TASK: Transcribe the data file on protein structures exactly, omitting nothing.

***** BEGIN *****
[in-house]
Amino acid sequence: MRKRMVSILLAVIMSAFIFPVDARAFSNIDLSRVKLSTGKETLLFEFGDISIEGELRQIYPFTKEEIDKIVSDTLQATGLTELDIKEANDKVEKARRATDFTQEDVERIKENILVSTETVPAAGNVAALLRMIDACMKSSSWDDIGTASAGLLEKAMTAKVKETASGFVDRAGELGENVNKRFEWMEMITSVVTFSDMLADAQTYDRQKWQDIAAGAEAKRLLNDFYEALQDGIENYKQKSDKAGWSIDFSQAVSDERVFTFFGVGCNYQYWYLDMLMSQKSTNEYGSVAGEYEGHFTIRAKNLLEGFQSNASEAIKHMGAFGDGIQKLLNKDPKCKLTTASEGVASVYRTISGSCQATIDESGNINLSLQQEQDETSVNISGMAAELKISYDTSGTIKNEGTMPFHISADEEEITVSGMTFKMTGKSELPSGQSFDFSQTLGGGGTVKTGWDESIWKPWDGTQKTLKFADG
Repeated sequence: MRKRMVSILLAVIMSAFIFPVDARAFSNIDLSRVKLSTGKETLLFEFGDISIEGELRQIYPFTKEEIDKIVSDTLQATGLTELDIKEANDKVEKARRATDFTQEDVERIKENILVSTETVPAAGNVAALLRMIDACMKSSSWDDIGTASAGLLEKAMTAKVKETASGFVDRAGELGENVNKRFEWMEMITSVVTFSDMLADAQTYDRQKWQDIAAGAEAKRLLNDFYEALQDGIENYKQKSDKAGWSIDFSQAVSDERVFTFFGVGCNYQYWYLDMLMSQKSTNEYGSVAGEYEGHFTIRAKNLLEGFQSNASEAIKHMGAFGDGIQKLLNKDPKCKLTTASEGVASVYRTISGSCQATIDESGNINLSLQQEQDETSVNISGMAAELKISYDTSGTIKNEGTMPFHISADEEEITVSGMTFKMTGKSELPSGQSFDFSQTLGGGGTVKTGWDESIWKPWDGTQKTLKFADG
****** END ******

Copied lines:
[in-house]
Amino acid sequence: MRKRMVSILLAVIMSAFIFPVDARAFSNIDLSRVKLSTGKETLLFEFGDISIEGELRQIYPFTKEEIDKIVSDTLQATGLTELDIKEANDKVEKARRATDFTQEDVERIKENILVSTETVPAAGNVAALLRMIDACMKSSSWDDIGTASAGLLEKAMTAKVKETASGFVDRAGELGENVNKRFEWMEMITSVVTFSDMLADAQTYDRQKWQDIAAGAEAKRLLNDFYEALQDGIENYKQKSDKAGWSIDFSQAVSDERVFTFFGVGCNYQYWYLDMLMSQKSTNEYGSVAGEYEGHFTIRAKNLLEGFQSNASEAIKHMGAFGDGIQKLLNKDPKCKLTTASEGVASVYRTISGSCQATIDESGNINLSLQQEQDETSVNISGMAAELKISYDTSGTIKNEGTMPFHISADEEEITVSGMTFKMTGKSELPSGQSFDFSQTLGGGGTVKTGWDESIWKPWDGTQKTLKFADG
Repeated sequence: MRKRMVSILLAVIMSAFIFPVDARAFSNIDLSRVKLSTGKETLLFEFGDISIEGELRQIYPFTKEEIDKIVSDTLQATGLTELDIKEANDKVEKARRATDFTQEDVERIKENILVSTETVPAAGNVAALLRMIDACMKSSSWDDIGTASAGLLEKAMTAKVKETASGFVDRAGELGENVNKRFEWMEMITSVVTFSDMLADAQTYDRQKWQDIAAGAEAKRLLNDFYEALQDGIENYKQKSDKAGWSIDFSQAVSDERVFTFFGVGCNYQYWYLDMLMSQKSTNEYGSVAGEYEGHFTIRAKNLLEGFQSNASEAIKHMGAFGDGIQKLLNKDPKCKLTTASEGVASVYRTISGSCQATIDESGNINLSLQQEQDETSVNISGMAAELKISYDTSGTIKNEGTMPFHISADEEEITVSGMTFKMTGKSELPSGQSFDFSQTLGGGGTVKTGWDESIWKPWDGTQKTLKFADG